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The wholesome joy of peasant fare

By Staff | Jun 5, 2015

-Contributed photos REMEMBER TO USE plenty of onions for a tasty gravy on the Scotch collops.

by MARGARET SAUL

From Grit magazine

Traveling produces wonderful memories of exciting places, different people and exotic foods.

In each country, a visitor can find a popular comfort food that frequently becomes the visitor’s favorite as well.

Such was the case on our trip to Scotland, with memories such as the kilt-clad Scotsman standing in the field playing the bagpipes as our bus drove by and the magnificent stained glass in the museum in Glasgow.

-Contributed photos DANISH MEATBALLS make a wonderful addition to any buffet table.

And the best comfort food from there turned out to be collops.

A dear friend’s mother was from Scotland, complete with thick brogue and a laugh you could hear around the block, so I checked with her about the recipe.

She said it was good, and that you could use ground round steak for an easier and less expensive dish.

She also advised using more onion than my recipe included, as the onion gravy was what made the dish so delicious.

I tried to duplicate her recipe and was pleased with the result.

Scotch collops

1 pound lean round steak, ground

5 tablespoons flour

3 or more tablespoons margarine

1 large mild onion, chopped

1 1/2 cup water mixed with 1 tablespoon

Worcestershire sauce

3 cubes beef or chicken bouillon

Salt and pepper to taste

In large bowl, place ground steak. Sift flour over steak and mix until flour is thoroughly mixed in and absorbed by steak.

In heavy skillet, melt margarine. When sizzling hot, add meat and break into tiny pieces with wooden utensil.

Add onion, water mixture and bouillon cubes, and cook until meat is thoroughly browned.

Continue cooking until completely combined into thick gravy.

Season with salt and pepper to taste.

Serve over thick mashed potatoes.

While I have always wanted to visit the Scandinavian countries, I have never had the opportunity. However, a small town in California, Solvang, near Santa Barbara, looks about like any small town in Denmark, and I have been there many times.

We always have lunch at a small restaurant with a lovely smorgasbord. My favorite items are probably the Danish meatballs and the salmon salad.

Danish meatballs

2 slices bread, cubed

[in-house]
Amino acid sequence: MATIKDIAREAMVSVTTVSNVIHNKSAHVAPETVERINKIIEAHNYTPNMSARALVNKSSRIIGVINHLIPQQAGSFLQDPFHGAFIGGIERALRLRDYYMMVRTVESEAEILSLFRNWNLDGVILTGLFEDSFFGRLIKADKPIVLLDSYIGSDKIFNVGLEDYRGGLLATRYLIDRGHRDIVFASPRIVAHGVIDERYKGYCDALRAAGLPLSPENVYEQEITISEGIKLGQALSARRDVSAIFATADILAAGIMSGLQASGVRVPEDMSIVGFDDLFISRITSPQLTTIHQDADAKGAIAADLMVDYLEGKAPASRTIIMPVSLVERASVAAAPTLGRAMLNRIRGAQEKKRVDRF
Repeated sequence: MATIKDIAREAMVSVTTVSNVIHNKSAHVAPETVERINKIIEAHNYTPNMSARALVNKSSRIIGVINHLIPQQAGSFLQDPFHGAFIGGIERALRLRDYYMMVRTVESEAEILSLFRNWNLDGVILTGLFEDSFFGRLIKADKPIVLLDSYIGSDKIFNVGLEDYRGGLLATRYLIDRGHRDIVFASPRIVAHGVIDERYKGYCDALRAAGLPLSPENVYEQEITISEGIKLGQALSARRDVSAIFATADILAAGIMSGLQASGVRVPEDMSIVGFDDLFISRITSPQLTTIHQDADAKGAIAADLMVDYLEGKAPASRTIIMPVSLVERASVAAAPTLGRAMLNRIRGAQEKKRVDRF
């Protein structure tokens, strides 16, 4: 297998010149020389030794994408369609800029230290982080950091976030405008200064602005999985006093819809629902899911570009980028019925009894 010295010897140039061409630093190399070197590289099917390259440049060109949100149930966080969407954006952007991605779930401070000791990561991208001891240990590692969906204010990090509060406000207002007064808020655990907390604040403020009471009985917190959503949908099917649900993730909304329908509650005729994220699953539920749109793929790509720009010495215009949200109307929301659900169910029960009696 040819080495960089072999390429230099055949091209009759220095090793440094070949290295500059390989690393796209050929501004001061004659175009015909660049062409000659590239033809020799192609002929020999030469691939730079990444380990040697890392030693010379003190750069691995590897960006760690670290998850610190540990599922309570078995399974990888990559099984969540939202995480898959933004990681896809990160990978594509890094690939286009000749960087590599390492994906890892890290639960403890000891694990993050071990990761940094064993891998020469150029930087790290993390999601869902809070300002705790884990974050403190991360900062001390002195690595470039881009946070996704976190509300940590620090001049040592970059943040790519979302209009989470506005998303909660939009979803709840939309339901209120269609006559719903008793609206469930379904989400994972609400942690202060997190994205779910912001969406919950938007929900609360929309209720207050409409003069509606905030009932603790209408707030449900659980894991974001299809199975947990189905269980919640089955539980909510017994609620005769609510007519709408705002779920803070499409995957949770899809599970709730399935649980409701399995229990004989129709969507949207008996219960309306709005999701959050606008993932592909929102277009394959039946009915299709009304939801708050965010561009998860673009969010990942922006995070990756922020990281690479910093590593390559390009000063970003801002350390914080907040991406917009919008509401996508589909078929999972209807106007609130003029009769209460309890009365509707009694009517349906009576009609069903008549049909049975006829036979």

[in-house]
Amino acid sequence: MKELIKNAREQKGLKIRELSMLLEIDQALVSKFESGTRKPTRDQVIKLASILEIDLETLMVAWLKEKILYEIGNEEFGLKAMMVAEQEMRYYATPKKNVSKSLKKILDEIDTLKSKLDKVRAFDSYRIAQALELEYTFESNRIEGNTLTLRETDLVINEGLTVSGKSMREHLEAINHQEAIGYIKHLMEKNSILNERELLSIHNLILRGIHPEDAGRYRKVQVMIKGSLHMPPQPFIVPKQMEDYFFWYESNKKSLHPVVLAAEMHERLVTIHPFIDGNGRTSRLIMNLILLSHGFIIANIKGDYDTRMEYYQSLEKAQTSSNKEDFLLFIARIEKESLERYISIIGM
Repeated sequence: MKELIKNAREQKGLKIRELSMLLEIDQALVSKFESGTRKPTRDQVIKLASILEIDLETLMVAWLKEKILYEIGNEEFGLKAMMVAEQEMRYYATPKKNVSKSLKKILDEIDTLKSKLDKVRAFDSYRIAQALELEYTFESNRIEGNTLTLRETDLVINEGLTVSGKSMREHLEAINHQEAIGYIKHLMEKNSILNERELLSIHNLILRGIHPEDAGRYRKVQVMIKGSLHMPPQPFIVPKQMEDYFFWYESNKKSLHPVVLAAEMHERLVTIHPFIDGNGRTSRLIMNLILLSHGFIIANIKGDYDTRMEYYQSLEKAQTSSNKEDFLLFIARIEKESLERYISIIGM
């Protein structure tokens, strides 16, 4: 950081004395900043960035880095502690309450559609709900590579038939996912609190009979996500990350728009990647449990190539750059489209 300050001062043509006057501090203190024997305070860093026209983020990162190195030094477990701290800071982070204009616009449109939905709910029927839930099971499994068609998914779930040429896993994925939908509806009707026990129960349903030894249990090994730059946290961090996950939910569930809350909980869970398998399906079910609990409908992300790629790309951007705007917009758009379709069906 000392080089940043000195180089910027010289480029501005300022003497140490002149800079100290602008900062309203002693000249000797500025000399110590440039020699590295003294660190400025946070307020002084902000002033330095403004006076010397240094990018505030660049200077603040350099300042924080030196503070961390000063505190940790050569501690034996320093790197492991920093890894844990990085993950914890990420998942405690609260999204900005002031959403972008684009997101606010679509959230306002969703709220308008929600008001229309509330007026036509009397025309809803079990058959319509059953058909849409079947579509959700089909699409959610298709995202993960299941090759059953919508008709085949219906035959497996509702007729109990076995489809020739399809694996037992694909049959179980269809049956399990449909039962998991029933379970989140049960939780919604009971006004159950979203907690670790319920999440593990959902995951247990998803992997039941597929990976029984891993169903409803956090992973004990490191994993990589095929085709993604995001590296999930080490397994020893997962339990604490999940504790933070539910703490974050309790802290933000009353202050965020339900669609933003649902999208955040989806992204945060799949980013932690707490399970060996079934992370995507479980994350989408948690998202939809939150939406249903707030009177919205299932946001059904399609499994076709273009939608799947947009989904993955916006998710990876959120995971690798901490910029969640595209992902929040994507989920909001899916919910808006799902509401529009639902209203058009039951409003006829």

3/4 cup milk

1 pound ground beef

1/2 pound ground pork

1/2 small onion, minced

2 eggs, beaten

1 teaspoon nutmeg

Salt and pepper to taste

Olive oil

Butter or margarine

1 can cream of mushroom soup

1/2 soup can milk

Soak bread in 3/4 cup milk until most of the milk is soaked up.

Add ground beef, ground pork, onion, eggs, nutmeg, salt and pepper.

Mix well and form into meatballs.

Heat olive oil and butter in skillet.

Add meatballs and brown well on all sides. Transfer to casserole dish.

Combine soup and remaining milk until smooth; pour over meatballs. Bake at 350 degrees for about 45 minutes, or until meatballs are cooked through.

My travels have yet to take me to Russia. However, one of my favorite meals is beef stroganoff, and I hope I have the opportunity to go to Russia and verify this delicious dish.

Beef a la Stroganoff

11/2 pounds lean round steak

2 tablespoons water

1/2 pound fresh mushrooms, cut into pieces

1 to 3 tablespoons butter, divided

1 tablespoon flour

1/2 pint sour cream

Salt and paprika to taste

Trim meat. Cut across the grain into long, thin strips about half the width of a pencil, then cut into inch-length pieces.

Place water in skillet. When hot, add beef. Cover and cook slowly for 15 minutes, turning occasionally.

Add mushrooms and allow to cook for an additional 10 minutes.

If the pan becomes dry, add a little butter (just enough to keep the pan from becoming dry).

After 25 minutes in all, place meat and mushrooms in top of double boiler.

In frying pan, melt 1 tablespoon butter.

Stir in flour until combined. Add sour cream and mix well.

Pour into beef mixture and cook for 5 to 10 minutes, or until thoroughly heated through.

Season with salt and paprika.

Serve over hot, creamy noodles.

Excerpted from Grit, Celebrating Rural America Since 1882. Copyright 2011 by Ogden Publications Inc.

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